The Savoy Orchestra continued for a while longer as not every new film was talkie and many supporting films were still being made as silent. The success of synchronised sound-on-film rapidly replaced the earlier non-synch sound-on-disc system used in some other cinemas. The Savoy now advertised as "The Home of Perfect Talkies".
Films were now booked by ABC in conjunction with the Regent which was also leased to ABC at the time.
The organ was mounted on a motorised lift to rise to stage level. The organ was opened by Norman Cocker. In later years the Jardine was played by Reginald Liversidge who previously was assistant organist at the Astoria in London's Charing Cross Road.
It is interesting to note that the Savoy Jardine was carefully removed when the cinema was closed in 1939 and stored locally by Driver & Haigh of Snowden Street. After the war in 1945 they overhauled the orchestral style organ and installed it at the home of Gerald Busby, head of the department store Busby's in Manningham Lane. In later years it was removed and installed in the main hall of Nunthorpe Grammar School in York.
Joint Disarmament Committee
The film "Tell England" was not liked by the critics who "laughed at this stiff-upper-lip charade".
1932 Major Refurbishment
In an effort to compete and attract more patrons, the Savoy closed from Monday 11th July 1932 for three weeks for extensive alterations which were described as . . .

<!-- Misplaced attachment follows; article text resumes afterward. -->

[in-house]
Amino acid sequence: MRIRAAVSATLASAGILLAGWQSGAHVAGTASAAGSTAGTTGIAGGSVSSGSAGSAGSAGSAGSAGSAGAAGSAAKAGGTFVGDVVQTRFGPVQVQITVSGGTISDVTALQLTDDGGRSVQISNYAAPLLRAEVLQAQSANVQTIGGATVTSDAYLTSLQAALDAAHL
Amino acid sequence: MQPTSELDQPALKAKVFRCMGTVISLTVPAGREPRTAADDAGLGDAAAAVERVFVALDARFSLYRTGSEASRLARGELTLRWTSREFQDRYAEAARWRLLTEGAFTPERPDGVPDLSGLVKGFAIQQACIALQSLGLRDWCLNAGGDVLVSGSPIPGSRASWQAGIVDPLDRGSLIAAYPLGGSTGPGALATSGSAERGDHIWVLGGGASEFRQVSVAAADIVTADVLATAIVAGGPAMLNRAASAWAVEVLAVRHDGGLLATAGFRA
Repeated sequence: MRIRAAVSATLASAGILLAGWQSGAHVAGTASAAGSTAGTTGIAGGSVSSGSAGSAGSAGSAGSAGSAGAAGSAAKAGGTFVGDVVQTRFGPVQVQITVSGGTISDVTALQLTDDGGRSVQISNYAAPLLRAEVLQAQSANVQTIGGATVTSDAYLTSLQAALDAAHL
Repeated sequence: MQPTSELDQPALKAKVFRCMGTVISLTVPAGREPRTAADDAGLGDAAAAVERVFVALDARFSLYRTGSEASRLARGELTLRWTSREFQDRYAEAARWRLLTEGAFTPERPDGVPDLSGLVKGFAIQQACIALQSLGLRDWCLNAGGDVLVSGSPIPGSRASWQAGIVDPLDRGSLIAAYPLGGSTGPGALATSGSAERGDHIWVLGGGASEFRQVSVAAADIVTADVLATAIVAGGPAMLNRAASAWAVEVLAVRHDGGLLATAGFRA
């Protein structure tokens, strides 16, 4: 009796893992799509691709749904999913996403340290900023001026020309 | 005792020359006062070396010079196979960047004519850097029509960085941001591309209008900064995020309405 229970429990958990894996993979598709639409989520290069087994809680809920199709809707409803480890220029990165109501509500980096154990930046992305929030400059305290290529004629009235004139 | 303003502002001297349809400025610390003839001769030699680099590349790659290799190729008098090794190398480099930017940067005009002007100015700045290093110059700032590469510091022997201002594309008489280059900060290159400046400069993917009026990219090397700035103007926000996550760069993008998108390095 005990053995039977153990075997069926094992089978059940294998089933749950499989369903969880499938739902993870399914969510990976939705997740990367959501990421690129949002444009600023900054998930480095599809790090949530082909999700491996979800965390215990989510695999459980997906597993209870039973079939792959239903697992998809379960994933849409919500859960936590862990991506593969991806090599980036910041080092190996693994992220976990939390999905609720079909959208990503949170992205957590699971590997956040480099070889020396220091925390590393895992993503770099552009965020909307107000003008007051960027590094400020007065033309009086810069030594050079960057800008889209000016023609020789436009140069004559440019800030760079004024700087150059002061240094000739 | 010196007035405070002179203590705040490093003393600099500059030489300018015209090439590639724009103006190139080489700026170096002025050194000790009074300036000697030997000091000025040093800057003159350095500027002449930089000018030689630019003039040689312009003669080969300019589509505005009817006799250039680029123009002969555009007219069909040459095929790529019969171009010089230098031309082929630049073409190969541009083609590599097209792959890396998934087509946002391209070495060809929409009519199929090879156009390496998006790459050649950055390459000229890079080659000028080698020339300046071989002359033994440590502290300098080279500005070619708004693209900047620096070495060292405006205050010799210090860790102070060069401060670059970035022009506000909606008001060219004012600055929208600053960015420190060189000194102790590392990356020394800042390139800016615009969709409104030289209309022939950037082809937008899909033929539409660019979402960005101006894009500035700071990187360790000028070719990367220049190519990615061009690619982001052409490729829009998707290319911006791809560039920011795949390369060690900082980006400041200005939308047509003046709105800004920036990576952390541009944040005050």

"Re-seating, carpeting, decorating and general overhaul. The Savoy will be, when completed, Bradford's most comfortable theatre".
The cinema re-opened on Bank Holiday Monday 1st August 1932 with . . .
"Josser Joins the Navy" - 1932 UK B/w 69mins.
1936 Explosion and Fire
Around 1500 people were in the auditorium watching the main feature . . .
"Casino de Paree" - 1935 USA B/w 89mins.The projection room at the rear of the stalls had one of its side walls separating the operating room from the pit area completely blown out and huge chunks of plaster and concrete were flung into the theatre. Several patrons suffered cuts, burns and shock. Several seats were damaged. The manager, Robert Burns, said "there was no panic and the place was cleared in a few minutes". Due to closure, the film programme was transferred the Regent in Manningham Lane - on lease to ABC at the time.
Repairs were quickly carried out and the Savoy re-opened on Monday 3rd February 1936 with . . .
"Anna Karenina" - 1935 USA B/w 95mins.Seating capacity was now 662 in the stalls arranged in 3 blocks with 2 aisles; circle 489 and gallery 374 also in 3 blocks. The total was 1525 which later reduced to 1517.
"Hold My Hand" - 1938 GB B/w 76 mins.The new Ritz was to open on 8th May 1939 and many of the Savoy staff transferred there. The Savoy's cinema licence was also transferred across to the Ritz.
The Savoy building was bought by Marks & Spencer in July 1939 and the cinema quickly demolished. Due to the second World War (1939-45) the site remained empty. Later in the 1950's the extension was built to enlarge Marks & Spencer and still in use today in 2010.
May not be copied or reproduced without permission.